In part one of this post, “How to start your own business – Part One”, I talked about the ideas and process of planning your business out.  The products, the marketing and positioning of your brand.  There are so many aspects of setting up your own busines that a few blog posts aren’t going to cover it all, however I’m hoping this will be a good start.  Today, we’re going to look at the technical side of starting up your own business.  There are plenty of rules and regulations that you need to worry about, but at the same time, there is a lot that you DON’T have to worry about.  Often, prospective small business owners approach me with a list of questions a mile long (well, not really, but you know what I mean) and it’s quite normal that of those questions, about half of them are either not relevant or don’t add any value to their current circumstances.

Today, we’re going to look at what type of legal structure do you need?

There are a few different types of structures that you could use for your new business, however the main two of these are either a Pty Ltd company or to be a Sole Trader.  Being a sole trader is easiest, and if it’s a small business without much start up capital, it’s often an easy way to kick things off.  Being a sole trader means that you’re running the business in your own name.  It means you don’t need to submit two tax returns and you don’t have to register a company.  What is an issue here is that if the business takes off, you’ll grow out of being a sole trader.  This can at times carry some expenses to change.  Further, you don’t have the benefit of limited liability – ie, you’re personally liable for everything.  Some foresight is needed here to work out where your business is going so you can make a choice about which structure is going to work for you.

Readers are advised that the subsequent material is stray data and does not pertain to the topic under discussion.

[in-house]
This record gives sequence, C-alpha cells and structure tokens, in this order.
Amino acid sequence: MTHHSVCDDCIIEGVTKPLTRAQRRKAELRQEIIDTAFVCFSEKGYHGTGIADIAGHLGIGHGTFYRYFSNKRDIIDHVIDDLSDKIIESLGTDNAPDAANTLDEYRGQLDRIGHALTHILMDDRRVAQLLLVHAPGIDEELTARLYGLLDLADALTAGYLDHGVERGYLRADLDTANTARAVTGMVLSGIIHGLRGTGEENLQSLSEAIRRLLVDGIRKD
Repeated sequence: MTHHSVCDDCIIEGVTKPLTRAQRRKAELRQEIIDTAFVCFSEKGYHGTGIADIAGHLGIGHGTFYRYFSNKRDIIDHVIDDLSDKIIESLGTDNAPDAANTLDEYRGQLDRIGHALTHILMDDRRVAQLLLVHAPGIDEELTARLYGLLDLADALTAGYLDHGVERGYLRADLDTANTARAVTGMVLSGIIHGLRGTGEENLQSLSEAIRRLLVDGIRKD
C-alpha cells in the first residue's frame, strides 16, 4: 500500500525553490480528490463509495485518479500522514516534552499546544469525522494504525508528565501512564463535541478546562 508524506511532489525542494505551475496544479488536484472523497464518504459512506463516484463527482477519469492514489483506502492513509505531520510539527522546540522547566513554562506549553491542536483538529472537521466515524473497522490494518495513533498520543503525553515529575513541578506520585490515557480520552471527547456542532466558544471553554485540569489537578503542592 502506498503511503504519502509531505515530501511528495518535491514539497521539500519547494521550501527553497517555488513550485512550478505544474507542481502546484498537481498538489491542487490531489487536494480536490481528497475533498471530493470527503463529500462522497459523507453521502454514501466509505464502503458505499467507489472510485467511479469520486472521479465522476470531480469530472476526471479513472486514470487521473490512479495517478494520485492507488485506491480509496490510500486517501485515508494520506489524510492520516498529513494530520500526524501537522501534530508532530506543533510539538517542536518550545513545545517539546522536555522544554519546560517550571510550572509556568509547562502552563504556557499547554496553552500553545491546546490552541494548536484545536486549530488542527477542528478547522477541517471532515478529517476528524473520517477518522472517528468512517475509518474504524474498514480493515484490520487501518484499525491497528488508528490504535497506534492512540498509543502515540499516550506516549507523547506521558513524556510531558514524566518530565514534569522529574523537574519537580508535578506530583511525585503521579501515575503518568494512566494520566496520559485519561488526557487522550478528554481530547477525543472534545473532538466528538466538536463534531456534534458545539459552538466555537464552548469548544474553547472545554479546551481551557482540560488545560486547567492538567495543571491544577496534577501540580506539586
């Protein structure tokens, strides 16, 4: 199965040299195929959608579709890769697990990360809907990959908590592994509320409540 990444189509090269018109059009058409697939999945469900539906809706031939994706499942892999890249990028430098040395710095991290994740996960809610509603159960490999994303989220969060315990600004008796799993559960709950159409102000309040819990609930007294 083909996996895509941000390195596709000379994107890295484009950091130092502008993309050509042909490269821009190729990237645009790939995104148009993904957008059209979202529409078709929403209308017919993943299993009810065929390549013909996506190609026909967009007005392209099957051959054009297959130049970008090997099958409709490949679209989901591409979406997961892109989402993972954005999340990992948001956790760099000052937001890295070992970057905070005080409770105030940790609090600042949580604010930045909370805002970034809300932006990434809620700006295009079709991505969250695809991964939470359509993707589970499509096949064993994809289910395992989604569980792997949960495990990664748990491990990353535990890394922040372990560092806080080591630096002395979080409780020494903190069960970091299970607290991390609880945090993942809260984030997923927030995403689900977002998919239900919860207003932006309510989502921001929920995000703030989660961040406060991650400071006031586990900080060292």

A company structure will be more expensive – you’ll have the additional setup costs and an extra set of tax returns to do each year.  However, you’ll have the (limited) protection of a company behind you and a potentially more flexible ability to run your business.  For example, as a company it’s easier to take on business partners or raise capital.  Further to this, you’ll have the ability to park funds in a lower tax environment.  While it may sound like I’m championing running your business as a company, keep in mind that a company is an expensive and complicated way to run a business, especially if there is no need for one.

If you decide to start off as a sole trader, here are a few tips:

  1. Register a business name (it looks more professional and it allows you to set up your brand – you can move your business name to a company later if you need to)
  2. Once you’ve got a business name, go to the bank and setup a business bank account in your business name
  3. Off the back of your business name, you can register a web domain, email address, social media etc and start building your brand

Don’t worry about how big, new or established you look.  In this current day and age, the speed at which businesses can attain great scale is staggering.  Businesses only a few years old are being sold for millions and sometimes billions of dollars.

The most important thing is that you have a GOOD business.  A great idea, a good structure (your mental structure is probably more important than your legal structure in the early days), great customer service and an environment that nurtures and looks after your staff is what you want to focus on.  There are plenty of business geeks out there just like me that can tell you what to do and how to do it.

Get to work.